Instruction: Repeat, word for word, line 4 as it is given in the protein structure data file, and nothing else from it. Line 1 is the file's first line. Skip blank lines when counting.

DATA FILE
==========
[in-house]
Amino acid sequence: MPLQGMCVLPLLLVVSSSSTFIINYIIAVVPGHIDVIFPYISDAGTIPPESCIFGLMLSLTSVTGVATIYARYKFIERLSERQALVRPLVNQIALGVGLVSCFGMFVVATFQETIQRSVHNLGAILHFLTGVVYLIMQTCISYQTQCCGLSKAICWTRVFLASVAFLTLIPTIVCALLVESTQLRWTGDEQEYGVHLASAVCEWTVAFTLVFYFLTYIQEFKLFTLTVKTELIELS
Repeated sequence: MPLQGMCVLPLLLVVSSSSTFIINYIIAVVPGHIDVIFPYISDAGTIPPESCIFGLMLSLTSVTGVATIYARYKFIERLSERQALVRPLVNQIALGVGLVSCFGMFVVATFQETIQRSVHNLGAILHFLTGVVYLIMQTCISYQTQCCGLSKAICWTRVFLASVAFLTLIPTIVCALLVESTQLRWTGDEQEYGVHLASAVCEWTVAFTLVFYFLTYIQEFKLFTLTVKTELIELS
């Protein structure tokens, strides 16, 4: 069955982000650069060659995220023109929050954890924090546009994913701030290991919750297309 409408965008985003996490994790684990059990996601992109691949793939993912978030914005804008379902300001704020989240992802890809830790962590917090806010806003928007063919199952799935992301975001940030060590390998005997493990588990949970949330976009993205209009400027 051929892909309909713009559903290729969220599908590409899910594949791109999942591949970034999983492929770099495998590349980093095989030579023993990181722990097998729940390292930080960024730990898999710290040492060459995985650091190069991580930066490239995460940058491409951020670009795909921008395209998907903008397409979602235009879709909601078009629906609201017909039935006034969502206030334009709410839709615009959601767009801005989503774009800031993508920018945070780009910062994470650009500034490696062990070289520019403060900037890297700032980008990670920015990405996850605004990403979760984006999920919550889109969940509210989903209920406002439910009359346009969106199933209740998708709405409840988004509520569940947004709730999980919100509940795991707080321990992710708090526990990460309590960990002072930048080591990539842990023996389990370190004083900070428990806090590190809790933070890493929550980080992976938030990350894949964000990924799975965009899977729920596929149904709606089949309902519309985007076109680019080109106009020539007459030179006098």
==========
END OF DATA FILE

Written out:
């Protein structure tokens, strides 16, 4: 069955982000650069060659995220023109929050954890924090546009994913701030290991919750297309 409408965008985003996490994790684990059990996601992109691949793939993912978030914005804008379902300001704020989240992802890809830790962590917090806010806003928007063919199952799935992301975001940030060590390998005997493990588990949970949330976009993205209009400027 051929892909309909713009559903290729969220599908590409899910594949791109999942591949970034999983492929770099495998590349980093095989030579023993990181722990097998729940390292930080960024730990898999710290040492060459995985650091190069991580930066490239995460940058491409951020670009795909921008395209998907903008397409979602235009879709909601078009629906609201017909039935006034969502206030334009709410839709615009959601767009801005989503774009800031993508920018945070780009910062994470650009500034490696062990070289520019403060900037890297700032980008990670920015990405996850605004990403979760984006999920919550889109969940509210989903209920406002439910009359346009969106199933209740998708709405409840988004509520569940947004709730999980919100509940795991707080321990992710708090526990990460309590960990002072930048080591990539842990023996389990370190004083900070428990806090590190809790933070890493929550980080992976938030990350894949964000990924799975965009899977729920596929149904709606089949309902519309985007076109680019080109106009020539007459030179006098």